Regarding the referendum, do I need to remind you that many mauritanians, malians and algerians are living in Tindouf camps. In such case, the referendum doesn’t make sense.

    There is a win-win proposal on the table. Don’t be blind and don’t push the west to its limit.

  • Well, a pre-referendum in Tindouf camps needs first to get the right figures of sahraoui people living in the camps. I guess a census will never be.

    Regarding the referendum, do I need to remind you that many mauritanians, malians and algerians are living in Tindouf camps. In such case, the referendum doesn’t make sense.

    …and even more Moroccans live in the parts of Western Sahara under Rabat’s control.

    For referendum purposes, it doesn’t matter how many or how few live in Tindouf, as long as everybody agrees how many of those who live there should have the vote in a referendum (i.e., are from Western Sahara originally). Such a census has been carried out by Minurso, alongside a meticulous identification process. This found that approximately 40,000 on either side of the Wall (total 80,0000 adults) can be safely identified as Sahrawis from Western Sahara, and should therefore vote. These lists are ready and archived since 1999, and can easily be updated to include those family members who have come of voting age since then, making for a grand total of voters around 100-120,000 people. Not a very logistically difficult number to handle. The problem, then, is not the technicalities of the referendum, but that Morocco refuses to allow it to happen; why that is, I’m sure you can figure out yourself.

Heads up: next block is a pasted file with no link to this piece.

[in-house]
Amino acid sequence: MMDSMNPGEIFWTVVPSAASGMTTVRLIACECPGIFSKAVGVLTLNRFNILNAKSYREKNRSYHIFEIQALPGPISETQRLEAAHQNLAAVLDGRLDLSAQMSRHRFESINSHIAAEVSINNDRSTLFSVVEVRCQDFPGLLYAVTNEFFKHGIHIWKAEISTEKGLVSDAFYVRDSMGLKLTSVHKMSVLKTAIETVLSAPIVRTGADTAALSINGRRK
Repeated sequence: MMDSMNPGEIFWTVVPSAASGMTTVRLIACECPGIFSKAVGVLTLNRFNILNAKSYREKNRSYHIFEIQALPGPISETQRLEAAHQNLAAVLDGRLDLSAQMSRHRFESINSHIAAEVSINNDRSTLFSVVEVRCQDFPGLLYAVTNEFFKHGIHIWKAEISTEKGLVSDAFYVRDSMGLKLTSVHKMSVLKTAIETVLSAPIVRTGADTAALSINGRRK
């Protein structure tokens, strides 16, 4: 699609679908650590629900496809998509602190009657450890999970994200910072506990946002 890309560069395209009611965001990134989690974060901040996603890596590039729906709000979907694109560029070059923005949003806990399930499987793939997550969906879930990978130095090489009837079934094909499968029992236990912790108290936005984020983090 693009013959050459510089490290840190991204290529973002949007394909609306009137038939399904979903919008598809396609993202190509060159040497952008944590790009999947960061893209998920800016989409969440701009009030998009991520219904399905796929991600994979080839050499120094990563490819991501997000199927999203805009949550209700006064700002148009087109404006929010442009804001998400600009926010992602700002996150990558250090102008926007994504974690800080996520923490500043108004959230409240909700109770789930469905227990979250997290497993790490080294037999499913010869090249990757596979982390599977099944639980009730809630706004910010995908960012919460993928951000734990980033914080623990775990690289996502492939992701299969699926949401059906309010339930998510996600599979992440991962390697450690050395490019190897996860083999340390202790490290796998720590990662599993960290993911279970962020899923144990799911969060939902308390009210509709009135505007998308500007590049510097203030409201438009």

• Renata Avila

    Hey, thanks for the informative comments, but what about children? Did you like the attitude of children back in School? Believing in future, life, learning from differences? For me is the thing to appreciate and keep in mind.

  • Of course children and people living in hard life conditions are the most important than any political consideration. The problem in Tindouf camps is that people who are retained are mostly from Mauritania and Mali. They are considered sub-race (sorry for this shocking term but that’s the reality) comparing to Western Saharans by Polisario leaders. Many international reports talked about slaves and ill-treatment. At the same time, these people are used as “human shield” to ask for more aids…and for a STATE!!!!!!